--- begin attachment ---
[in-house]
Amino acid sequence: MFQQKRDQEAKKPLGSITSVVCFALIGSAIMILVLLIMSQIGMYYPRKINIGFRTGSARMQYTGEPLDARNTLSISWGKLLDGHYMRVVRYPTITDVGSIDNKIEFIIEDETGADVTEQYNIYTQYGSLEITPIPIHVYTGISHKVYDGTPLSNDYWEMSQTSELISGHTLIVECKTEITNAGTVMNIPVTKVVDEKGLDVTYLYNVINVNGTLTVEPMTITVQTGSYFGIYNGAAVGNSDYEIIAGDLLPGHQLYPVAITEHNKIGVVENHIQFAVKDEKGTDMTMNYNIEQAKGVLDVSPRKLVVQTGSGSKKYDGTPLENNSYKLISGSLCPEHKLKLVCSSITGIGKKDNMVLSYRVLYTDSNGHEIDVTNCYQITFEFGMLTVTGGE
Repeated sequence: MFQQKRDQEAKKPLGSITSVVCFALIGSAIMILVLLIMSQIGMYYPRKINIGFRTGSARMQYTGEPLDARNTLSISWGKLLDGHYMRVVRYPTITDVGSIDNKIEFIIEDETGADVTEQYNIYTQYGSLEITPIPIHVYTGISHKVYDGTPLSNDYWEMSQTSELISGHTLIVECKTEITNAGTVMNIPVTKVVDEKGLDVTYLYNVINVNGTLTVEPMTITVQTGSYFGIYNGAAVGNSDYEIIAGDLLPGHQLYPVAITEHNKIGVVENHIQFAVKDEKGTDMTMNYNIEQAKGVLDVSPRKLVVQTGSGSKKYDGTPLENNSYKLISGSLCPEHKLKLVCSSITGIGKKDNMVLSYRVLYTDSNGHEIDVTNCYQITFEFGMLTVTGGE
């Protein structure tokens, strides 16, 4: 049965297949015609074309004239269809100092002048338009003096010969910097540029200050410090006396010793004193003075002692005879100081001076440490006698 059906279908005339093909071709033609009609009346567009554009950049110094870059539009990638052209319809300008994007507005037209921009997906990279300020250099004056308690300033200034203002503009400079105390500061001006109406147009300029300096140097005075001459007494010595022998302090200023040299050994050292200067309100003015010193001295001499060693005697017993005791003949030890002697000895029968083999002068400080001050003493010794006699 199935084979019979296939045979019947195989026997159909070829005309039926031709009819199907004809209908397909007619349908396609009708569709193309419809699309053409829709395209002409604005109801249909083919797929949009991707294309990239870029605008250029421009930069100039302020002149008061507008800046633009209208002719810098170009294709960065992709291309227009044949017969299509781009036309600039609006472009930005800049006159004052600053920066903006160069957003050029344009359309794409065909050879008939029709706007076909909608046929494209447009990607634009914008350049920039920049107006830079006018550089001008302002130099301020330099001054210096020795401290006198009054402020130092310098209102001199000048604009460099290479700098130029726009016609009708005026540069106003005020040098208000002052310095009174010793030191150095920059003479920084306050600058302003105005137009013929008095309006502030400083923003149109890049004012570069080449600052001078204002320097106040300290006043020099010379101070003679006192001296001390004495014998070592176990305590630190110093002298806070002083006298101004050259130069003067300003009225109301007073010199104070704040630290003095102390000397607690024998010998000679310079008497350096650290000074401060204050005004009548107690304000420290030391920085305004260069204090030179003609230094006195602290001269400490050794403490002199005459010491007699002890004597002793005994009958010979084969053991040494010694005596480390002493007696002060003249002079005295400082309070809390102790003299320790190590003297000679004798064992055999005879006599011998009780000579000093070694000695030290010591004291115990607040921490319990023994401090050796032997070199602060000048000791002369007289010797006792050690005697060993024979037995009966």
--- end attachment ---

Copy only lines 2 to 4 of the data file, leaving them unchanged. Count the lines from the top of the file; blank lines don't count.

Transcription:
Amino acid sequence: MFQQKRDQEAKKPLGSITSVVCFALIGSAIMILVLLIMSQIGMYYPRKINIGFRTGSARMQYTGEPLDARNTLSISWGKLLDGHYMRVVRYPTITDVGSIDNKIEFIIEDETGADVTEQYNIYTQYGSLEITPIPIHVYTGISHKVYDGTPLSNDYWEMSQTSELISGHTLIVECKTEITNAGTVMNIPVTKVVDEKGLDVTYLYNVINVNGTLTVEPMTITVQTGSYFGIYNGAAVGNSDYEIIAGDLLPGHQLYPVAITEHNKIGVVENHIQFAVKDEKGTDMTMNYNIEQAKGVLDVSPRKLVVQTGSGSKKYDGTPLENNSYKLISGSLCPEHKLKLVCSSITGIGKKDNMVLSYRVLYTDSNGHEIDVTNCYQITFEFGMLTVTGGE
Repeated sequence: MFQQKRDQEAKKPLGSITSVVCFALIGSAIMILVLLIMSQIGMYYPRKINIGFRTGSARMQYTGEPLDARNTLSISWGKLLDGHYMRVVRYPTITDVGSIDNKIEFIIEDETGADVTEQYNIYTQYGSLEITPIPIHVYTGISHKVYDGTPLSNDYWEMSQTSELISGHTLIVECKTEITNAGTVMNIPVTKVVDEKGLDVTYLYNVINVNGTLTVEPMTITVQTGSYFGIYNGAAVGNSDYEIIAGDLLPGHQLYPVAITEHNKIGVVENHIQFAVKDEKGTDMTMNYNIEQAKGVLDVSPRKLVVQTGSGSKKYDGTPLENNSYKLISGSLCPEHKLKLVCSSITGIGKKDNMVLSYRVLYTDSNGHEIDVTNCYQITFEFGMLTVTGGE
């Protein structure tokens, strides 16, 4: 049965297949015609074309004239269809100092002048338009003096010969910097540029200050410090006396010793004193003075002692005879100081001076440490006698 059906279908005339093909071709033609009609009346567009554009950049110094870059539009990638052209319809300008994007507005037209921009997906990279300020250099004056308690300033200034203002503009400079105390500061001006109406147009300029300096140097005075001459007494010595022998302090200023040299050994050292200067309100003015010193001295001499060693005697017993005791003949030890002697000895029968083999002068400080001050003493010794006699 199935084979019979296939045979019947195989026997159909070829005309039926031709009819199907004809209908397909007619349908396609009708569709193309419809699309053409829709395209002409604005109801249909083919797929949009991707294309990239870029605008250029421009930069100039302020002149008061507008800046633009209208002719810098170009294709960065992709291309227009044949017969299509781009036309600039609006472009930005800049006159004052600053920066903006160069957003050029344009359309794409065909050879008939029709706007076909909608046929494209447009990607634009914008350049920039920049107006830079006018550089001008302002130099301020330099001054210096020795401290006198009054402020130092310098209102001199000048604009460099290479700098130029726009016609009708005026540069106003005020040098208000002052310095009174010793030191150095920059003479920084306050600058302003105005137009013929008095309006502030400083923003149109890049004012570069080449600052001078204002320097106040300290006043020099010379101070003679006192001296001390004495014998070592176990305590630190110093002298806070002083006298101004050259130069003067300003009225109301007073010199104070704040630290003095102390000397607690024998010998000679310079008497350096650290000074401060204050005004009548107690304000420290030391920085305004260069204090030179003609230094006195602290001269400490050794403490002199005459010491007699002890004597002793005994009958010979084969053991040494010694005596480390002493007696002060003249002079005295400082309070809390102790003299320790190590003297000679004798064992055999005879006599011998009780000579000093070694000695030290010591004291115990607040921490319990023994401090050796032997070199602060000048000791002369007289010797006792050690005697060993024979037995009966």